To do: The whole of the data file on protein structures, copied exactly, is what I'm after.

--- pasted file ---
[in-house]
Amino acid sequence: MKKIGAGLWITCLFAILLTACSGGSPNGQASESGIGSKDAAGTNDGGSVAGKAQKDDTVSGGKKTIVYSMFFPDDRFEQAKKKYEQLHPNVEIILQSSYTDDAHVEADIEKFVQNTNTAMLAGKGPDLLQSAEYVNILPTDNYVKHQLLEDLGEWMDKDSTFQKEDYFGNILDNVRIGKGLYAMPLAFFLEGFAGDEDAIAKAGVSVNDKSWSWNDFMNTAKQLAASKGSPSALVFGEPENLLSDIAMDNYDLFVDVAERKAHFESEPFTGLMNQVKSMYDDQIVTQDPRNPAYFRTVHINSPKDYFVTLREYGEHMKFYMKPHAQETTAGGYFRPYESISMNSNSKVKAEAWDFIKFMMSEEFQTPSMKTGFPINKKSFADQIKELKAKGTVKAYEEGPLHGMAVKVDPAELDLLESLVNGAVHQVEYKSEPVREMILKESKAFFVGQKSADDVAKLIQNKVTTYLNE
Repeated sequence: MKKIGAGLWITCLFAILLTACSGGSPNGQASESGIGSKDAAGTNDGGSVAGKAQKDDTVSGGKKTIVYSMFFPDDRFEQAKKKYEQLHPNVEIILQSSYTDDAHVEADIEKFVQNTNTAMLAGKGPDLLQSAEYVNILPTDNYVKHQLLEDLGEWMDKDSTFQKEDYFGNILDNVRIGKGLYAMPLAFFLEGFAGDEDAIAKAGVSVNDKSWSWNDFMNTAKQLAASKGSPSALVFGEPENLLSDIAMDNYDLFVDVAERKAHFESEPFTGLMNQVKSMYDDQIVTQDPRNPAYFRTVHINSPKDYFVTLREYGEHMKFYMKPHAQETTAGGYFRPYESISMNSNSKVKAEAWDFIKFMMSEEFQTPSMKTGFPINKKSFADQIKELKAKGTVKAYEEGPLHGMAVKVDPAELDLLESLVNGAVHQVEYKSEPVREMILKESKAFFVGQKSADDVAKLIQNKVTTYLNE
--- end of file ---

[in-house]
Amino acid sequence: MKKIGAGLWITCLFAILLTACSGGSPNGQASESGIGSKDAAGTNDGGSVAGKAQKDDTVSGGKKTIVYSMFFPDDRFEQAKKKYEQLHPNVEIILQSSYTDDAHVEADIEKFVQNTNTAMLAGKGPDLLQSAEYVNILPTDNYVKHQLLEDLGEWMDKDSTFQKEDYFGNILDNVRIGKGLYAMPLAFFLEGFAGDEDAIAKAGVSVNDKSWSWNDFMNTAKQLAASKGSPSALVFGEPENLLSDIAMDNYDLFVDVAERKAHFESEPFTGLMNQVKSMYDDQIVTQDPRNPAYFRTVHINSPKDYFVTLREYGEHMKFYMKPHAQETTAGGYFRPYESISMNSNSKVKAEAWDFIKFMMSEEFQTPSMKTGFPINKKSFADQIKELKAKGTVKAYEEGPLHGMAVKVDPAELDLLESLVNGAVHQVEYKSEPVREMILKESKAFFVGQKSADDVAKLIQNKVTTYLNE
Repeated sequence: MKKIGAGLWITCLFAILLTACSGGSPNGQASESGIGSKDAAGTNDGGSVAGKAQKDDTVSGGKKTIVYSMFFPDDRFEQAKKKYEQLHPNVEIILQSSYTDDAHVEADIEKFVQNTNTAMLAGKGPDLLQSAEYVNILPTDNYVKHQLLEDLGEWMDKDSTFQKEDYFGNILDNVRIGKGLYAMPLAFFLEGFAGDEDAIAKAGVSVNDKSWSWNDFMNTAKQLAASKGSPSALVFGEPENLLSDIAMDNYDLFVDVAERKAHFESEPFTGLMNQVKSMYDDQIVTQDPRNPAYFRTVHINSPKDYFVTLREYGEHMKFYMKPHAQETTAGGYFRPYESISMNSNSKVKAEAWDFIKFMMSEEFQTPSMKTGFPINKKSFADQIKELKAKGTVKAYEEGPLHGMAVKVDPAELDLLESLVNGAVHQVEYKSEPVREMILKESKAFFVGQKSADDVAKLIQNKVTTYLNE